Bismuth sulphide polyvinylpyrrolidone nanoparticles

BPNPs

Leung K.

Publication Details

Image

Table

In vitro Rodents

Background

[PubMed]

X-ray imaging, or computed tomography (CT), visualizes tissue density differences that provide the image contrast produced by X-ray attenuation between soft tissues and electron-dense bone (1). Contrast enhancement with the use of X-ray contrast (radiopaque) agents are needed to increase the degree of contrast between diseased tissues and normal tissues. Water-soluble X-ray contrast agents are generally based on small tri-iodobenzene compounds such as monomers or dimers (2), which can be ionic (high osmolality) or nonionic (low osmolality). When injected intravenously, commonly via intra-arterial catheterization, these agents exhibit highly nonspecific vascular permeation and rapid renal excretion, which limits their targeting performance.

Bismuth salts were used as X-ray contrast agents in the gastrointestinal tract as early as 1897 (1). However, their use did not continue because high doses of bismuth salts are toxic. Rabin et al. (3) have performed experiments using polyvinylpyrrolidone (PVP)-coated Bi2S3 nanoparticles (BPNPs) as a CT contrast agent. This preparation exhibited excellent stability, high X-ray absorption (5-fold better than iodine provided as iopromide), a good efficacy/safety profile, long blood half-life, and enhanced CT contrast of the vasculature, liver, and lymph nodes in mice.

Synthesis

[PubMed]

Rabin et al. (3) reported that Bi2S3 nanocrystals were grown by precipitation of bismuth citrate and sodium sulphide in the presence of 3-mercaptopropionic acid. The reaction mixture was then filtered and lyophilized. The nanocrystals were resuspended in aqueous PVP and dialyzed against aqueous polyethylene oxide. The mean hydrodynamic diameter of the BPNPs as measured by laser-light scattering was 30 ± 10 nm.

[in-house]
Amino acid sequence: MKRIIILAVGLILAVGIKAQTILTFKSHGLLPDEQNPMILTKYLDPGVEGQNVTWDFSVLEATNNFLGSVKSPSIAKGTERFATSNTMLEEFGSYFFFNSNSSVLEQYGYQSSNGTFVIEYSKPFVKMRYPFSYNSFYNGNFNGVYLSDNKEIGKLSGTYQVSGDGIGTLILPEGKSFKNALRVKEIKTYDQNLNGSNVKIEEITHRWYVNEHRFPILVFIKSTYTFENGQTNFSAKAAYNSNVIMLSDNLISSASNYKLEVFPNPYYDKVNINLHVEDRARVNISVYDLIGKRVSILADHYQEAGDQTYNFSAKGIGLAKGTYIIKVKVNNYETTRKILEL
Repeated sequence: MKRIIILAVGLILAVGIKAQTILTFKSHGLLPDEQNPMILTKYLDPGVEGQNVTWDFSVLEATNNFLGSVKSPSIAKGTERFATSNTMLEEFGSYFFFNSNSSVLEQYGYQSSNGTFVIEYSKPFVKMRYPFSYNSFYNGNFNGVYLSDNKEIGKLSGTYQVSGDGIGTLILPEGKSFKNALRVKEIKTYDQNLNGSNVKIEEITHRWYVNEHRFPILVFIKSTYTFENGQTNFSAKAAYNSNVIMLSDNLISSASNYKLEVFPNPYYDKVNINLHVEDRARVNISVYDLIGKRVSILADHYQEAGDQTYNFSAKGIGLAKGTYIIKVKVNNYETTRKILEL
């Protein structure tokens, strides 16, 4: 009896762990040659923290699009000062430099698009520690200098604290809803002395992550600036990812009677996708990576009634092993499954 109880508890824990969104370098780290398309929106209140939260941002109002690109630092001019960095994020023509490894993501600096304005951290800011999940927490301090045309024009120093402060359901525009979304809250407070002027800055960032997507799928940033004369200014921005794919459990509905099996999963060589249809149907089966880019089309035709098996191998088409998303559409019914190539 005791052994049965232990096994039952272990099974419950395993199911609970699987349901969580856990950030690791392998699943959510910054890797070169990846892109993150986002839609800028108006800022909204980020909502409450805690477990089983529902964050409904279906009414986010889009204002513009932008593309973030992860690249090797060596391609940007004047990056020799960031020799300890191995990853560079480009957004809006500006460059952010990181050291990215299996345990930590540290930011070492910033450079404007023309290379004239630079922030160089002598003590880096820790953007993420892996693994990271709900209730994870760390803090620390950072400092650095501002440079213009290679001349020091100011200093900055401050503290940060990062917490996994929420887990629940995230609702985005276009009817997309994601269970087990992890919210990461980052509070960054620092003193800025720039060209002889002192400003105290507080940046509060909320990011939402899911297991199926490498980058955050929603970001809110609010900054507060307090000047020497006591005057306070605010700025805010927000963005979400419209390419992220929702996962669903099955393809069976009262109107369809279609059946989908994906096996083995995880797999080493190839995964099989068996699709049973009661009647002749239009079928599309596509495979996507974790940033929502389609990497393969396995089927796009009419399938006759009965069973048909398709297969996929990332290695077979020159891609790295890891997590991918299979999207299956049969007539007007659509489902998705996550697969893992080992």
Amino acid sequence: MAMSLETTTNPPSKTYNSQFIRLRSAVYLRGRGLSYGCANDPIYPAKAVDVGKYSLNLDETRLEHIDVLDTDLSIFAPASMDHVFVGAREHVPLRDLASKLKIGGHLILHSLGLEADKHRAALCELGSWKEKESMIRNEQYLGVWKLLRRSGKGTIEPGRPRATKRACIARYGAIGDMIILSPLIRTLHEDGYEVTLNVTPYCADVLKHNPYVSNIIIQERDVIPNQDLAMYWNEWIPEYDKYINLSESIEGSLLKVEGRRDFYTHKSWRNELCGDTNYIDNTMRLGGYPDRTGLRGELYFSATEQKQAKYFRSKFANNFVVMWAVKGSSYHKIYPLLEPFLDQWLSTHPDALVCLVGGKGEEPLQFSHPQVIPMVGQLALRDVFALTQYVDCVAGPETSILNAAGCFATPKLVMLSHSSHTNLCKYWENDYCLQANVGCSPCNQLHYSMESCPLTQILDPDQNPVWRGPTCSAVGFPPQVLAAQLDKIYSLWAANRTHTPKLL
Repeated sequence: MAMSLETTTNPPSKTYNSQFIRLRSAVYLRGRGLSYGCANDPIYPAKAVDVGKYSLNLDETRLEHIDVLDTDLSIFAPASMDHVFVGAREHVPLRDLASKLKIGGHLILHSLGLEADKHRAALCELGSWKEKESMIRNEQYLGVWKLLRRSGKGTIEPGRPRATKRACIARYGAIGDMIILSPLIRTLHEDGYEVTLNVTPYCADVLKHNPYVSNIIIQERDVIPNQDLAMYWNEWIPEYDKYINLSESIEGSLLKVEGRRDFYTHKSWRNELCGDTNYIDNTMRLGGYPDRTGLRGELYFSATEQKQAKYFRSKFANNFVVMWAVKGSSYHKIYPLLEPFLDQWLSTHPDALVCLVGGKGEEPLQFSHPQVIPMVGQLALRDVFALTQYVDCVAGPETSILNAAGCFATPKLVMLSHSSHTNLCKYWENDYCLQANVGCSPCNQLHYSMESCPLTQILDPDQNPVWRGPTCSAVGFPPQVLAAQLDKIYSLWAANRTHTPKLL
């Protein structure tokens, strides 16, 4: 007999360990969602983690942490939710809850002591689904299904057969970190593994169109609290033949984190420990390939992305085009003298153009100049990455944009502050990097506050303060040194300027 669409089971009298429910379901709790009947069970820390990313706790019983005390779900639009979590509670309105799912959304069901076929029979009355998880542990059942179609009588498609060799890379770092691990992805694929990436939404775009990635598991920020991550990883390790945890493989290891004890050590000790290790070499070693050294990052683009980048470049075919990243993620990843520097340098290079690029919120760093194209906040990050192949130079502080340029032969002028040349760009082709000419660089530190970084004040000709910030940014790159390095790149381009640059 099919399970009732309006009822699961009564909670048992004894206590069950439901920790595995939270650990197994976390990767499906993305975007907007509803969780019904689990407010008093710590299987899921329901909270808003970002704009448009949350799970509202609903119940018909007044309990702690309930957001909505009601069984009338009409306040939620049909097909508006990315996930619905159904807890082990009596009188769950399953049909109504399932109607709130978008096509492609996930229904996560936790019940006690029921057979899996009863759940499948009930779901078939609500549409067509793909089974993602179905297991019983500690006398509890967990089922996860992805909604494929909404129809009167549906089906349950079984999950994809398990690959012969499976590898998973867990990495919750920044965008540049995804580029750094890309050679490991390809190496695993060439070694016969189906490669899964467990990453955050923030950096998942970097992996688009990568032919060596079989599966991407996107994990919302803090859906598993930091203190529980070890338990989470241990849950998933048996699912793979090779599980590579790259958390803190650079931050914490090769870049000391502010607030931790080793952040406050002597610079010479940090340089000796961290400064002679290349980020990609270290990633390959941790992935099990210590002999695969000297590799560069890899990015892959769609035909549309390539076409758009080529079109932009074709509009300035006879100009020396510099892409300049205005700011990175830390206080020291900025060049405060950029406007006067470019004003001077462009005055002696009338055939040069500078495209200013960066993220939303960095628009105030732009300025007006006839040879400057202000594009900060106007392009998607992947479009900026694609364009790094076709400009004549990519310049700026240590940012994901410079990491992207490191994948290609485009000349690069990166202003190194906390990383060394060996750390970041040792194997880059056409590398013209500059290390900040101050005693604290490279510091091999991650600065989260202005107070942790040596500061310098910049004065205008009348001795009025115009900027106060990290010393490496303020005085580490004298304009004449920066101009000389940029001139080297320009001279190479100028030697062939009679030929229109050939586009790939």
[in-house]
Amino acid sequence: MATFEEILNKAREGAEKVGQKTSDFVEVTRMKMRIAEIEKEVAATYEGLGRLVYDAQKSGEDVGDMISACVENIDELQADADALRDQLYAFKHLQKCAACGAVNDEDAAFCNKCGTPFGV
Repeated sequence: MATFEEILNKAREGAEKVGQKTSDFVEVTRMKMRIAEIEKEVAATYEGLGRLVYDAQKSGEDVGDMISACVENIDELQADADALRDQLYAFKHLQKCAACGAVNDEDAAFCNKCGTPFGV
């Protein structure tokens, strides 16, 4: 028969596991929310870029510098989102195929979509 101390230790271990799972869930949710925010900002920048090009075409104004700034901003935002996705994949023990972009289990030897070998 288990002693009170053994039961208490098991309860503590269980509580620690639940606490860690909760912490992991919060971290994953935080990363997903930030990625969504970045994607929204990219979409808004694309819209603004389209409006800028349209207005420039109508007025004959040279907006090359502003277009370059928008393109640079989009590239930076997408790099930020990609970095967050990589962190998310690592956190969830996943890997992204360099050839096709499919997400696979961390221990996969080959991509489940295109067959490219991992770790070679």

In Vitro Studies: Testing in Cells and Tissues

[PubMed]

X-ray fluoroscopic study showed that a 0.55 M in bismuth concentration of BPNPs solution was equivalent in X-ray absorption to a 2.36-M iodine solution of iopromide (3). Cytotoxicity studies of BPNPs and bismuth subsalicylate using U937 human macrophages and HepG2 hepatocytes showed that bismuth subsalicylate had lethal dose (LD50) values of 8 and 5 mM, respectively. On the other hand, bismuth from BPNPs had LD50 values of 100 and 114 mM, respectively. Therefore, bismuth provided via BPNPs was >10-fold less toxic to cells than bismuth provided via bismuth subsalicylate. BPNPs also exhibited a better efficacy/toxicity ratio than iopromide in hepatocytes.

Animal Studies

Rodents

[PubMed]

In mice, BPNPs (57 μmol bismuth-equivalent/mouse) had a half-life of 140 ± 15 min in blood after intravenous injection as compared to <10 min for commercial iodinated preparations (3). CT imaging up to 48 h showed clear delineation of the cardiac ventricles, all major blood vessels, and the liver at 24 h. Weak contrast was visualized in the kidneys and urinary tract at 24–48 h. No residual bismuth was detected in any organ in the mice 2 months after the injection of BPNPs. Regional lymph nodes were clearly delineated up to 140 h after subcutaneous injection of BPNPs (11.4 μmol bismuth-equivalent). The authors suggested that further biodistribution and histological studies are required to fully assess the safety and usefulness of BPNPs as a CT agent in vivo.

Other Non-Primate Mammals

[PubMed]

No publication is currently available.

Non-Human Primates

[PubMed]

No publication is currently available.

Human Studies

[PubMed]

No publication is currently available.

NIH Support

P50 CA86355, R24 CA92782, UO1 HL080731, U54 CA119349, RO1-EB004626A01

References

1.
Yu S.B. , Watson A.D. Metal-based X-ray contrast media. Chem Rev. 1999;99(9):2353–78. [PubMed: 11749484]
2.
Wallingford V.H. The development of organic iodine compounds as x-ray contrast media. J Am Pharm Assoc Am Pharm Assoc (Baltim) 1953;42(12):721–8. [PubMed: 13108780]
3.
Rabin O. , Manuel Perez J. , Grimm J. , Wojtkiewicz G. , Weissleder R. An x-ray computed tomography imaging agent based on long-circulating bismuth sulphide nanoparticles. Nat Mater. 2006;5(2):118–22. [PubMed: 16444262]